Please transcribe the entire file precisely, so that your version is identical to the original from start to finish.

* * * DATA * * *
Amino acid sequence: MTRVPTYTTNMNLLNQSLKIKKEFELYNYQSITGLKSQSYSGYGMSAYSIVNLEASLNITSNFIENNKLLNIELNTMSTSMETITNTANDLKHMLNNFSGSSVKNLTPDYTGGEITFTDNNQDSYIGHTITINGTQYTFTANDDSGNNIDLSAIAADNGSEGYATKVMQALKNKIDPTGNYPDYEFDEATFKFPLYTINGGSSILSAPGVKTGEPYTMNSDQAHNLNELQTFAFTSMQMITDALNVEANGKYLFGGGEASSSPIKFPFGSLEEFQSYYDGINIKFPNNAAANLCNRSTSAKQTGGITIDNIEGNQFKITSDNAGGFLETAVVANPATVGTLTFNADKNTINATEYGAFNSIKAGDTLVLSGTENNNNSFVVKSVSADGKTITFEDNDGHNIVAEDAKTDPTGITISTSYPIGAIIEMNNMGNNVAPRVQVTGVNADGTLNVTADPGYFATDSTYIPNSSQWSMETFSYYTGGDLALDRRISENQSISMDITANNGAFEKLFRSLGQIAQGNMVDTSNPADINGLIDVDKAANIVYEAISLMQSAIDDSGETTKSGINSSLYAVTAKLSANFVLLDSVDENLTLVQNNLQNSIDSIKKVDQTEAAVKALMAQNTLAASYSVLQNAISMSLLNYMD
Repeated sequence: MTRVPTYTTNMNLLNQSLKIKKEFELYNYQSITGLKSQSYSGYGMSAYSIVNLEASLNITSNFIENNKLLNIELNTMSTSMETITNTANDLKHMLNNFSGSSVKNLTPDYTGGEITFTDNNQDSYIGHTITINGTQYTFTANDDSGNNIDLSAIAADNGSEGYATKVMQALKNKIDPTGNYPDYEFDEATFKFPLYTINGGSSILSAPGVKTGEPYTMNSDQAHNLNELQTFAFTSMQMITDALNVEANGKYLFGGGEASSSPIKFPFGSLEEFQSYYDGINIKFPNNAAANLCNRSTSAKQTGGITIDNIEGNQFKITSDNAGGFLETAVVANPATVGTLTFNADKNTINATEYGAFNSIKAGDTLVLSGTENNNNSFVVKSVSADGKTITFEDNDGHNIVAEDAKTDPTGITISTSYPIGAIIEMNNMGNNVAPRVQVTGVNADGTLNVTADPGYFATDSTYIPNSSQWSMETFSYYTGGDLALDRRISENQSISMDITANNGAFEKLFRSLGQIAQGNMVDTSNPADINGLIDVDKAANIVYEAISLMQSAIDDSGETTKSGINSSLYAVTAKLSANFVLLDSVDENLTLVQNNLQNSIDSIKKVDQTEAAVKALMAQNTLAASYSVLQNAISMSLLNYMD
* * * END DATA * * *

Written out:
Amino acid sequence: MTRVPTYTTNMNLLNQSLKIKKEFELYNYQSITGLKSQSYSGYGMSAYSIVNLEASLNITSNFIENNKLLNIELNTMSTSMETITNTANDLKHMLNNFSGSSVKNLTPDYTGGEITFTDNNQDSYIGHTITINGTQYTFTANDDSGNNIDLSAIAADNGSEGYATKVMQALKNKIDPTGNYPDYEFDEATFKFPLYTINGGSSILSAPGVKTGEPYTMNSDQAHNLNELQTFAFTSMQMITDALNVEANGKYLFGGGEASSSPIKFPFGSLEEFQSYYDGINIKFPNNAAANLCNRSTSAKQTGGITIDNIEGNQFKITSDNAGGFLETAVVANPATVGTLTFNADKNTINATEYGAFNSIKAGDTLVLSGTENNNNSFVVKSVSADGKTITFEDNDGHNIVAEDAKTDPTGITISTSYPIGAIIEMNNMGNNVAPRVQVTGVNADGTLNVTADPGYFATDSTYIPNSSQWSMETFSYYTGGDLALDRRISENQSISMDITANNGAFEKLFRSLGQIAQGNMVDTSNPADINGLIDVDKAANIVYEAISLMQSAIDDSGETTKSGINSSLYAVTAKLSANFVLLDSVDENLTLVQNNLQNSIDSIKKVDQTEAAVKALMAQNTLAASYSVLQNAISMSLLNYMD
Repeated sequence: MTRVPTYTTNMNLLNQSLKIKKEFELYNYQSITGLKSQSYSGYGMSAYSIVNLEASLNITSNFIENNKLLNIELNTMSTSMETITNTANDLKHMLNNFSGSSVKNLTPDYTGGEITFTDNNQDSYIGHTITINGTQYTFTANDDSGNNIDLSAIAADNGSEGYATKVMQALKNKIDPTGNYPDYEFDEATFKFPLYTINGGSSILSAPGVKTGEPYTMNSDQAHNLNELQTFAFTSMQMITDALNVEANGKYLFGGGEASSSPIKFPFGSLEEFQSYYDGINIKFPNNAAANLCNRSTSAKQTGGITIDNIEGNQFKITSDNAGGFLETAVVANPATVGTLTFNADKNTINATEYGAFNSIKAGDTLVLSGTENNNNSFVVKSVSADGKTITFEDNDGHNIVAEDAKTDPTGITISTSYPIGAIIEMNNMGNNVAPRVQVTGVNADGTLNVTADPGYFATDSTYIPNSSQWSMETFSYYTGGDLALDRRISENQSISMDITANNGAFEKLFRSLGQIAQGNMVDTSNPADINGLIDVDKAANIVYEAISLMQSAIDDSGETTKSGINSSLYAVTAKLSANFVLLDSVDENLTLVQNNLQNSIDSIKKVDQTEAAVKALMAQNTLAASYSVLQNAISMSLLNYMD